Grief is keen mental suffering or distress over affliction or loss; sharp sorrow; painful regret, according to dictionary.com.
In my circle of friends, there is almost always someone who is grieving over the death of a well-loved pet.
Most of us have lost at least one dog, cat, hamster or guinea pig that we have been inordinately attached to.
Just this year, as many as five of my friends have had a cat or dog pass over the Rainbow Bridge.
Each one asks: “How do I cope with losing my best friend, one that has been with me through thick and thin? One who loves me even when I can’t stand myself?”
Remember that someone who has never had an animal/human relationship won’t understand your pain. Don’t allow them to diminish your grief. Statements such as “It’s only a cat” or “You can get another one” only make you feel more lonely. Mental health experts understand that your grief is your own and no one else can tell you how to feel.
The University of Pennsylvania School of Veterinary Medicine advises that when a person has little or no support to deal with the loss of a pet, the grief and mourning can feel overwhelming and isolating.
“The human-animal bond represents the types of relationships we have with our companion animals. We form these relationships for many reasons: physical, social, emotional and psychological,” according to a report from the school’s Specialty Care Services titled “Pet Loss and Bereavement Information for Pet Owners.”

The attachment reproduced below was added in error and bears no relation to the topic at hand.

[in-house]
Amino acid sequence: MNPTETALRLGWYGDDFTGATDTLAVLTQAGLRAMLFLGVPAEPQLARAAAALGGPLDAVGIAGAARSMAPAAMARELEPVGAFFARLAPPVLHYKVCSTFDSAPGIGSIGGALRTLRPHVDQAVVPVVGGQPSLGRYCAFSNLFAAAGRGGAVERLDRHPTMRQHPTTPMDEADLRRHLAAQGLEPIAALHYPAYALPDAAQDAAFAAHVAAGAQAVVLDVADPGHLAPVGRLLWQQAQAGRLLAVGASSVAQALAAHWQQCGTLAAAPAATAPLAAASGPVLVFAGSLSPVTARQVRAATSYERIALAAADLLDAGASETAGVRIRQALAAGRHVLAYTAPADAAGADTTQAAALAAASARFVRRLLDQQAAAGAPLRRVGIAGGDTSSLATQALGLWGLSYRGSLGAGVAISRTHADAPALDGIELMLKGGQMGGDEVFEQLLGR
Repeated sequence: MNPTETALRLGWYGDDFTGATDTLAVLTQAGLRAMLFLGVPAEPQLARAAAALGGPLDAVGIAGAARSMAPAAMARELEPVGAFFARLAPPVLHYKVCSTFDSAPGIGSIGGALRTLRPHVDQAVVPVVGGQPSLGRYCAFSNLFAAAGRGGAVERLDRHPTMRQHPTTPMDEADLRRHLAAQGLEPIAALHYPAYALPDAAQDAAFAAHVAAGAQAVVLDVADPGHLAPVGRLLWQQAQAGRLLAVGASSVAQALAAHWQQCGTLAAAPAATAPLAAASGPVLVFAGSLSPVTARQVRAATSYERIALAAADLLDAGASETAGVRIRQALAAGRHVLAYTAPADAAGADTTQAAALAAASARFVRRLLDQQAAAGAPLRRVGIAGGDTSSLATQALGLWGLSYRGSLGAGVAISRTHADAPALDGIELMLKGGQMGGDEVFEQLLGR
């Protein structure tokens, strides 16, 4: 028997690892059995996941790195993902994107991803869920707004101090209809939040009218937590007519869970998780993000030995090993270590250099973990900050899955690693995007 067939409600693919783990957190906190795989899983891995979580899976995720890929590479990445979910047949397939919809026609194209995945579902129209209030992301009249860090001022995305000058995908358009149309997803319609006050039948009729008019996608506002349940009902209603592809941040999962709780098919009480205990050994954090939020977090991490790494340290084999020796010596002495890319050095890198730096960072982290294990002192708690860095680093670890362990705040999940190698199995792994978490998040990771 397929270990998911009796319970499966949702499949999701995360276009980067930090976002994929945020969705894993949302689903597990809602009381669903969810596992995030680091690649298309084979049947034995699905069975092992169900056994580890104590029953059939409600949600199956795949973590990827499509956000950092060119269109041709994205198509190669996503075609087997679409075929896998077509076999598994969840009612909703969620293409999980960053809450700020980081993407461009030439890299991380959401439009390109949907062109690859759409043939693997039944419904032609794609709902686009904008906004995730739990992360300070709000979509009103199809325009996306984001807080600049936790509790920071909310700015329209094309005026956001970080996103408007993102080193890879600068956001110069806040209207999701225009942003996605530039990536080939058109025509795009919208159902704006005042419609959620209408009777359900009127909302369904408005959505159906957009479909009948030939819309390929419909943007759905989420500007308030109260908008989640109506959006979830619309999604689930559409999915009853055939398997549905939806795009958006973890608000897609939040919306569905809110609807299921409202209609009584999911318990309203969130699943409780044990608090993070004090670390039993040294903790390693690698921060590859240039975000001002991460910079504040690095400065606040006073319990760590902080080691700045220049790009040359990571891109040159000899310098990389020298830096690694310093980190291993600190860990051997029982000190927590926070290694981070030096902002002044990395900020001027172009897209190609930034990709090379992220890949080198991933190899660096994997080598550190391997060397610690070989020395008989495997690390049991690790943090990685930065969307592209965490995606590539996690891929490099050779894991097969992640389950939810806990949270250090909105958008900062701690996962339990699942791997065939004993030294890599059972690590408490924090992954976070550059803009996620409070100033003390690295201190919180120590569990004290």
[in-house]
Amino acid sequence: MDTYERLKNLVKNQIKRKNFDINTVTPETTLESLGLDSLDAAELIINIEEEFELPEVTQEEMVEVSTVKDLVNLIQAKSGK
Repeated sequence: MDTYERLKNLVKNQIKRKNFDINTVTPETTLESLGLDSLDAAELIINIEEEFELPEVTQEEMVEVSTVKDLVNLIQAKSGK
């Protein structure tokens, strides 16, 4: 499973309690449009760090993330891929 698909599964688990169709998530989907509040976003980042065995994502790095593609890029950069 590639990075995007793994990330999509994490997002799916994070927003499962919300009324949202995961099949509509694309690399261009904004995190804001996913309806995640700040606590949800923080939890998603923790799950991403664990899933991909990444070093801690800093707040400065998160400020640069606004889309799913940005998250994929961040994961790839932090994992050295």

Authors Lawrence Robinson, Jeanne Segal and Robert Segal, writing for Helpguide.org, a nonprofit resource for supporting better mental health, offer this advice:
The loss of a companion animal may be doubly debilitating for seniors.
If you are or know someone mourning the death of a pet, these methods may help get past the grief:
Finally, is it always a good idea to immediately go out and get a new pet after the loss of a well-loved one?
Well, as much as I love saying “Puppies heal the heart,” the answer is a personal one that only you can make for yourself. In most cases, it’s best to mourn the old pet first, and wait until you’re emotionally ready to open your heart to a new animal.